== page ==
The Master's Degree in Taxation: An Assessment of its Growth and Future
Barry C. Broden, Myron S. Lubell
In 1973, the authors studied graduate business school programs in the U.S. that offered degrees in taxation and noted a lack of academic training programs in taxation. The purpose of the paper was to assess and analyse the growth of graduate tax programs since that time and to determine the extent to which the academic world had filled the void in graduate tax education. The authors presented a list of universities offering a graduate tax program, a summary of graduate tax course offerings, enrollment and faculty statistics, and a continuum that extended from a Type I program (Academic) to a Type II program (Professional). The authors concluded that the void in the number of graduate tax accounting programs and students had been eliminated. However, due to rapid growth, some students and programs appeared to be of dubious quality. The authors therefore suggested consideration of accreditation of graduate tax programs in the 1980s. The authors still perceived a void in the availability of qualified PhDs in taxation.
Research Methodology: The information was presented primarily for academic readers. Data was gathered and presented either in tables or graphs with no statistical analysis. Conclusions reached were almost entirely the opinions of the authors based on their subjective interpretation of the data.
Capital Gain Yielding Bonds Produce Higher Than Expected After Tax Bond Yields
Ron N. Bagley, James W. Jenkins
The authors advocate making bond investment decisions on the basis of after-tax yields calculated in such a way to consider:
(1) that different types of income are involved and are taxed at different rates, and
(2) that there is time value to deferred taxation of capital gain income.
The article also describes the financial characteristics of the bond market, discusses the federal tax treatment of bonds, and concludes that taxable bonds, when selling for a discount, are quite competitive after tax with municipal bonds.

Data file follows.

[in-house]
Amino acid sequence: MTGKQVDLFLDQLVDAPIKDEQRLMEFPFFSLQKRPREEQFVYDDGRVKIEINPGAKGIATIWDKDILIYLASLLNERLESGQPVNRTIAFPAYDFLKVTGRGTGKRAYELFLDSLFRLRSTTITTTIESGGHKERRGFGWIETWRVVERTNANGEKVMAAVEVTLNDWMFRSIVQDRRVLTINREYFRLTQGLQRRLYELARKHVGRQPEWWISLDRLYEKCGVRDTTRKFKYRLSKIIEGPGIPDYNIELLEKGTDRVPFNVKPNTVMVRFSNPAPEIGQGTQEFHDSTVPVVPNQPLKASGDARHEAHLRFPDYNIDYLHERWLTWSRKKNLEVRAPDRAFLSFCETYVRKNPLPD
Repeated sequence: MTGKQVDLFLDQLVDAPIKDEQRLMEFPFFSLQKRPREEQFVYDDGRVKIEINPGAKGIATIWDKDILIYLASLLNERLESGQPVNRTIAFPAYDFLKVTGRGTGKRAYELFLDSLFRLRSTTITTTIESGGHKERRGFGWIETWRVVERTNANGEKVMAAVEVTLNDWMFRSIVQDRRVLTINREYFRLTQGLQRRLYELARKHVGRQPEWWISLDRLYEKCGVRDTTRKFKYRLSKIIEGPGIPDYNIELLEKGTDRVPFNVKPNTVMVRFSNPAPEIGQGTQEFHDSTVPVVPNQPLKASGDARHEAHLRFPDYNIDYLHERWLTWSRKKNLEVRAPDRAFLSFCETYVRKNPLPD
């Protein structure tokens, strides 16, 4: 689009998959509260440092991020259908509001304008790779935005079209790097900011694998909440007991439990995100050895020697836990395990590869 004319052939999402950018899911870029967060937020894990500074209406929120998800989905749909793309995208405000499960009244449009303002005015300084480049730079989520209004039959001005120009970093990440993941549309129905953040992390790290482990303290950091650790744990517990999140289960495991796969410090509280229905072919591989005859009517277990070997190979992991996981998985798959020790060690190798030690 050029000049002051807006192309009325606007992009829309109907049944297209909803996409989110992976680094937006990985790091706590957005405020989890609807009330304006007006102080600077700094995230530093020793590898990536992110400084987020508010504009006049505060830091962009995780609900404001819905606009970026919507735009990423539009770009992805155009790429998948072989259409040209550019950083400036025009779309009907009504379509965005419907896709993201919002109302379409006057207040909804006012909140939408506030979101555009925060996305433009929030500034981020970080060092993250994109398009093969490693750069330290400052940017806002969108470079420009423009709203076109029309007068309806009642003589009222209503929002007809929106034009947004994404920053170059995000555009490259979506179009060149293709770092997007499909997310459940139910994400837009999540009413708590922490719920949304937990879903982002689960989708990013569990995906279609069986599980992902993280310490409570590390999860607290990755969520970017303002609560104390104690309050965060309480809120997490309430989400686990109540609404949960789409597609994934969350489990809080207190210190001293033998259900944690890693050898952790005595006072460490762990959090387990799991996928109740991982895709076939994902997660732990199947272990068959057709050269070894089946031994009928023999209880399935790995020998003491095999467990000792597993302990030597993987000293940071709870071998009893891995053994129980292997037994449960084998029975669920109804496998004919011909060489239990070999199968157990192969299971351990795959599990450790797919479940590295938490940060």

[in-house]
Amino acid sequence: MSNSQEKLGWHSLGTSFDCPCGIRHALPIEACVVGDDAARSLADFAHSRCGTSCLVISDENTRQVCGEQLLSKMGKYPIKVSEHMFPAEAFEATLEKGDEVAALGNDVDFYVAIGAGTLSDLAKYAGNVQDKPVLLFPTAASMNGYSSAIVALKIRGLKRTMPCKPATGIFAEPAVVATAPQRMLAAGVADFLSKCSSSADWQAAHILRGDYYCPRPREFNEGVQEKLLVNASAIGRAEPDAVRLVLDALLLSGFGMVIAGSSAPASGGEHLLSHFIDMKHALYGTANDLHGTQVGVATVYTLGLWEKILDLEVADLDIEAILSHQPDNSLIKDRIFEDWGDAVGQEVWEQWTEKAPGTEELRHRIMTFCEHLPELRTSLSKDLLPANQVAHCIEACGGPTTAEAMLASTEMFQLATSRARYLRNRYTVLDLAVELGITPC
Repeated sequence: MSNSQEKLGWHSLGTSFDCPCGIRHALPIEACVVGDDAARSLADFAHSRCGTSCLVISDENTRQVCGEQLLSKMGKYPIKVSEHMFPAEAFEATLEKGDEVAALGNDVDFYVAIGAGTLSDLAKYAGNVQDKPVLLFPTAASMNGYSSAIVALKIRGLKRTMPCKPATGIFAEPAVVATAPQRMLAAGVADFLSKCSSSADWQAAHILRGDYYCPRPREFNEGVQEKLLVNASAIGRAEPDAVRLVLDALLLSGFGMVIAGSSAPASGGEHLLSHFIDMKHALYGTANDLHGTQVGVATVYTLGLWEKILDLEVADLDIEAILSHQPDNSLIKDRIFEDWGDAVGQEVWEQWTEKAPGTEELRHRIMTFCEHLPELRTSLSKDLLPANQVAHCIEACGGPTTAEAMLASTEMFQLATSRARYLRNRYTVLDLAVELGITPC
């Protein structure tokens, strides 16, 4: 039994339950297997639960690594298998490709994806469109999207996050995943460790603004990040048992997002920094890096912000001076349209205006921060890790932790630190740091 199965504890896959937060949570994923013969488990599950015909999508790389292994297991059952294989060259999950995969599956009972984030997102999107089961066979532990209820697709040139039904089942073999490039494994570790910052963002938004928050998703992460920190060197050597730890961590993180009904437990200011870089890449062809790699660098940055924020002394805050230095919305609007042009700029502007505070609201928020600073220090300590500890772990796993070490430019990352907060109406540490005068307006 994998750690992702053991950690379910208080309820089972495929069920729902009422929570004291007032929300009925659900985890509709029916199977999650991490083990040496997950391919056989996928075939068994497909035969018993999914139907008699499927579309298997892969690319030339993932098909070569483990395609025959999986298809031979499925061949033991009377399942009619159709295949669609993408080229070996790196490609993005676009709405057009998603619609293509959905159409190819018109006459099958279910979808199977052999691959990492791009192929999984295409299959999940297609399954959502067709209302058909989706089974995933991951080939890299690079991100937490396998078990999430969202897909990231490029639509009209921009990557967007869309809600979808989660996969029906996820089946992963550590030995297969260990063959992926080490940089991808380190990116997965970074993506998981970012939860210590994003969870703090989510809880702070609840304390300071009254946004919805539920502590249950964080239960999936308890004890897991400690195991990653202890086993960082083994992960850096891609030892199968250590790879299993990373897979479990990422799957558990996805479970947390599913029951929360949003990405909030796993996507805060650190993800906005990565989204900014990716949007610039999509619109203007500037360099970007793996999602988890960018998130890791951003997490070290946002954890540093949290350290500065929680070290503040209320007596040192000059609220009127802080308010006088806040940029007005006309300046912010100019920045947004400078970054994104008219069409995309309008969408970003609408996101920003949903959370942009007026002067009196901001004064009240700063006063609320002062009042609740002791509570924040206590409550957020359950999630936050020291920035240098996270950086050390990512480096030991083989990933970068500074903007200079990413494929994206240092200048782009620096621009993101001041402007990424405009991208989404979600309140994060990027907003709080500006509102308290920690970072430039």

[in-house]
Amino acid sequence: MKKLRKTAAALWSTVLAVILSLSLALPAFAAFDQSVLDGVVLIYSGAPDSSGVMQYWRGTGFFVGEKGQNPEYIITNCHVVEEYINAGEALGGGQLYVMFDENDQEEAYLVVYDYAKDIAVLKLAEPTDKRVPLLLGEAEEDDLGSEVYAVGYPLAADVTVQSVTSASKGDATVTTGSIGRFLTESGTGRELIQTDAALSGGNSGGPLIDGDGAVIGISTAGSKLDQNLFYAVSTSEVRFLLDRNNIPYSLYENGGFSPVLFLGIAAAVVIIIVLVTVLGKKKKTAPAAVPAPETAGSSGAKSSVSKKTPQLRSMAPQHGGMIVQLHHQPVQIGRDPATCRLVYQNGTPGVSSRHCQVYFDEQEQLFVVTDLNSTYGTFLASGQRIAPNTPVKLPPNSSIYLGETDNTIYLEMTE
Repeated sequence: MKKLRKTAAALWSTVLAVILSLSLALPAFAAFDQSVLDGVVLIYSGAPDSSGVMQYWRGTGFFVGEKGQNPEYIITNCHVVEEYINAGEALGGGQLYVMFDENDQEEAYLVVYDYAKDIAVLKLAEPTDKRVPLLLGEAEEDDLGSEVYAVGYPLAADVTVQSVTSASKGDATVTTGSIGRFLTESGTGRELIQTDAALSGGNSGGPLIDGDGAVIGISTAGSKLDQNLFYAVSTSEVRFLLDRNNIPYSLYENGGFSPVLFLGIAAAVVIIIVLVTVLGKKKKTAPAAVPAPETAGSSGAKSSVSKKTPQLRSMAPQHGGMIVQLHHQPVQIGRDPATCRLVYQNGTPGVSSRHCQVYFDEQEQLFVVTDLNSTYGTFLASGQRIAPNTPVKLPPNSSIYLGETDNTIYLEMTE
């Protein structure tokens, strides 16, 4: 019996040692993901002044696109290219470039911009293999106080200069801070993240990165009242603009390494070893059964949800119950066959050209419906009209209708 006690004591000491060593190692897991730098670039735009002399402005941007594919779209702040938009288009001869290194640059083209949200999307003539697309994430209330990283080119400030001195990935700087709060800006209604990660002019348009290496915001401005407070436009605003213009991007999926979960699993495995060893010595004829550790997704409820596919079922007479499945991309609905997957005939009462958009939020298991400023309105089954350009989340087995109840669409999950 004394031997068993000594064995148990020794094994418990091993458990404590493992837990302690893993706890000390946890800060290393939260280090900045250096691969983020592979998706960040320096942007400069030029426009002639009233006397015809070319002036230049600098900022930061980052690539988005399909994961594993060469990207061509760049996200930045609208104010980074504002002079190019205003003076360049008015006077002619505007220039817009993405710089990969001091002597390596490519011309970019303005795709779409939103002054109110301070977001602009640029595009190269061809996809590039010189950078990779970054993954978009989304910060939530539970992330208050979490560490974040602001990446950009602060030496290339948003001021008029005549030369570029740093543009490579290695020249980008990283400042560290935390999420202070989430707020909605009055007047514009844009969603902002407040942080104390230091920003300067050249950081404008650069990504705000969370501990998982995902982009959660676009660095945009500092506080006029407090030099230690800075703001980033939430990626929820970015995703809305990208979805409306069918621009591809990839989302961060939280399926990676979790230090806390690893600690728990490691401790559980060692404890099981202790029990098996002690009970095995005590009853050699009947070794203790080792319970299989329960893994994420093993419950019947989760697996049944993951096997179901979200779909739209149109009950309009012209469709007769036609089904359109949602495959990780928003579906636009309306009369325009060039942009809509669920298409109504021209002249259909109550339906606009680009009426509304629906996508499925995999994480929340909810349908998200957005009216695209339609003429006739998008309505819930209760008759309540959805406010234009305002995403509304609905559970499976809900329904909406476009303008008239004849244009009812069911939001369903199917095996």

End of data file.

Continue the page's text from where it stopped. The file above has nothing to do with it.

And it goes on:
Research Methodology: The authors adjust a simple math model to include three considerations: (1) All the income on taxable bonds is not necessarily ordinary income, (2) All the yield on tax-exempt bonds is not necessarily excludible, and (3) There is time value to deferred taxation of capital gain income. There is no sophisticated statistical analysis.
The Net Economic Effect of a "Widow's Election" in the Community Property States
Sally Morrow Jones
The paper analyzes the widow's election in terms of its net economic effect upon the electing taxpayer and addresses charges that the election creates a sizeable and unjustifiable tax benefit to residents of community property states. The author concludes that transactions that have identical net economic effects are being treated differently for tax purposes. However, the difference is not always beneficial to taxpayers in community property jurisdictions.
Research Methodology: The article presents four alternative situations and the resulting tax effects to demonstrate the effect of the widow's election. No sophisticated statistical analysis performed.